God’s Grandeur

The world is charged with the grandeur of God.

“the grandeur of God”

It will flame out, like shining from shook foil;
It gathers to a greatness, like the ooze of oil
Crushed. Why do men then now not reck his rod?
Generations have trod, have trod, have trod;
And all is seared with trade; bleared, smeared with toil;
And wears man’s smudge |&| shares man’s smell: the soil
Is bare now, nor can foot feel, being shod.

Continue reading

A Tale of Two Cities

I flew into Dubai early yesterday morning from a two week stint in Kenya and Tanzania.  Coming from one of the least developed areas of the world – I spent a week without electricity and running water – into one of the most developed cities on earth and home to the world’s tallest building, I was reminded of this article which I wrote for The Other Journal three years ago after a similar trip.  Enjoy…

There are few air hops that will give you a greater contrast than the four-hour trip from Nairobi to Dubai.

Nairobi is the capital of one of the poorer nations in the world, the home of the infamous Kibera slum, and a textbook case of how population growth, rapid unplanned development, and massive environmental degradation result in poverty and human suffering. Flying out of Nairobi, you can see signs of distress in every direction just by looking out of the plane window.

Dubai is one of the wealthiest cities on earth. Flying into Dubai, evidence of prosperity is as obvious as the poverty of Nairobi. High-rise buildings grow out of desert sands, massive highways clog with traffic. The terminal itself is more of a shopping mall with jetways than an airport: a temple to consumerism. Every imaginable gadget, garment, and trinket is on offer at prices that may be as low as anywhere else in the world.

But there’s another way to look at these cities. Let’s rewind and put on a different set of glasses:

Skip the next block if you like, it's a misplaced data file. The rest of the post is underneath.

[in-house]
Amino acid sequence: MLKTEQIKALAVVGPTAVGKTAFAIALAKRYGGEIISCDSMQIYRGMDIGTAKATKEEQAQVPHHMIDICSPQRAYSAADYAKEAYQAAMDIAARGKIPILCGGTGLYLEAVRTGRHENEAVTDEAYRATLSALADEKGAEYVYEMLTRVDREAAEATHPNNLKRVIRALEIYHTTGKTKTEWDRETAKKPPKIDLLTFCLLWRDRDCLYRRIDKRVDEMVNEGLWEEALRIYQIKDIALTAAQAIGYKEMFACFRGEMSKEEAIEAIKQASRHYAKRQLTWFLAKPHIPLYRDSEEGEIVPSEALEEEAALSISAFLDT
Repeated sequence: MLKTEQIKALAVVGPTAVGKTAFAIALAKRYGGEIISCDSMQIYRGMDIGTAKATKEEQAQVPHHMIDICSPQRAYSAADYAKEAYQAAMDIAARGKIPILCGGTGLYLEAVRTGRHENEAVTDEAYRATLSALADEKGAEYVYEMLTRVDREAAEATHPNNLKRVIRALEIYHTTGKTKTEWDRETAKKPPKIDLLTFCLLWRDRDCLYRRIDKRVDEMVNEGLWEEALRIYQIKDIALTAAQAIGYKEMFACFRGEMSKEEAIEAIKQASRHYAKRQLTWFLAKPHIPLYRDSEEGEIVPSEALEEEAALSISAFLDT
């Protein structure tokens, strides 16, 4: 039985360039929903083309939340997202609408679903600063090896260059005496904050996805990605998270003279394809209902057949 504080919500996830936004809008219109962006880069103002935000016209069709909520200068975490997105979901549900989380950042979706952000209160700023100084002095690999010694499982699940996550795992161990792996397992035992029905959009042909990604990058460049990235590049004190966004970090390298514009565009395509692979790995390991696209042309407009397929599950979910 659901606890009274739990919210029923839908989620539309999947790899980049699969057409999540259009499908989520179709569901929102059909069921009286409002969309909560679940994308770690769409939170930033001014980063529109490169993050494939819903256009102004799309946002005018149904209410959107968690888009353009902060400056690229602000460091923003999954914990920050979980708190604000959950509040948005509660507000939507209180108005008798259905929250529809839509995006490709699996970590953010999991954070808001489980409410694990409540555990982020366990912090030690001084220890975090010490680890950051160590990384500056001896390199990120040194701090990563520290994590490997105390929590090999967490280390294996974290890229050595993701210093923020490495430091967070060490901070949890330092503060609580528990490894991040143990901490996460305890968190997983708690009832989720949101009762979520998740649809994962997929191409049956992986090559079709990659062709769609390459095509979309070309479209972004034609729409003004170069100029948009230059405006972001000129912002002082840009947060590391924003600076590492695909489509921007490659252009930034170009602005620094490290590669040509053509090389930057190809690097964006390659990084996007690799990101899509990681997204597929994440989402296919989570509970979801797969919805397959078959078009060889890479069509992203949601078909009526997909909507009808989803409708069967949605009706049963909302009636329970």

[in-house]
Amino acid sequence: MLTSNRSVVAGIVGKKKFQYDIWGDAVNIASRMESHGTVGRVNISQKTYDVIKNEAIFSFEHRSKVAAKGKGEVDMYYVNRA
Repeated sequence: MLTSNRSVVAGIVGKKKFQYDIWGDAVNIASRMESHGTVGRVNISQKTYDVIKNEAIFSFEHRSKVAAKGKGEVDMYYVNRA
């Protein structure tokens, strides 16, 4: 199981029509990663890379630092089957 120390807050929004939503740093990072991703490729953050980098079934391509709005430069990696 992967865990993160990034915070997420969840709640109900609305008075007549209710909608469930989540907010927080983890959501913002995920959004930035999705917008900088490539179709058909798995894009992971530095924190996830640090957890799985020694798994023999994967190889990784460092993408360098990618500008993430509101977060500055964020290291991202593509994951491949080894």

Read the rest of the article here.

If the theme interests you, pick up a copy of my latest book, When Heaven and Nature Sing at careofcreation.net or on Amazon.

How abusing God’s creation makes natural events unnatural

DSCN6254This post comes to you from an airport lounge in Nairobi, Kenya, where I am waiting for my flight to Tanzania to visit the new Care of Creation project in Iringa.  Meanwhile, I am thinking of the many people, sights and sounds from the last week.  One of the most important events is actually one that happened on April 28, a week before I arrived, when an unaturally large rainfall event caused a portion of the mountain above the community where our project is located to slide down.  Such an event is a natural part of God’s creation – or is it?

The evidence of God’s grace and mercy in the aftermath of the April 28th landslide in Kijabe, Kenya, is clear.  The slide happened after midnight on a Saturday night, so the path the slide took down the main street of the town (which runs straight down the slope) hit no vehicles, no houses and  no people.  It did wipe out several hundred meters of the boundary fence of Rift Valley Academy, and could have done serious damage to a local high school and the famous Kijabe Christian Hospital but for a strong fence and row of trees at the bottom of the street – and because of the damming effect of a railway line above the town – but we’ll come back to that in a minute. Continue reading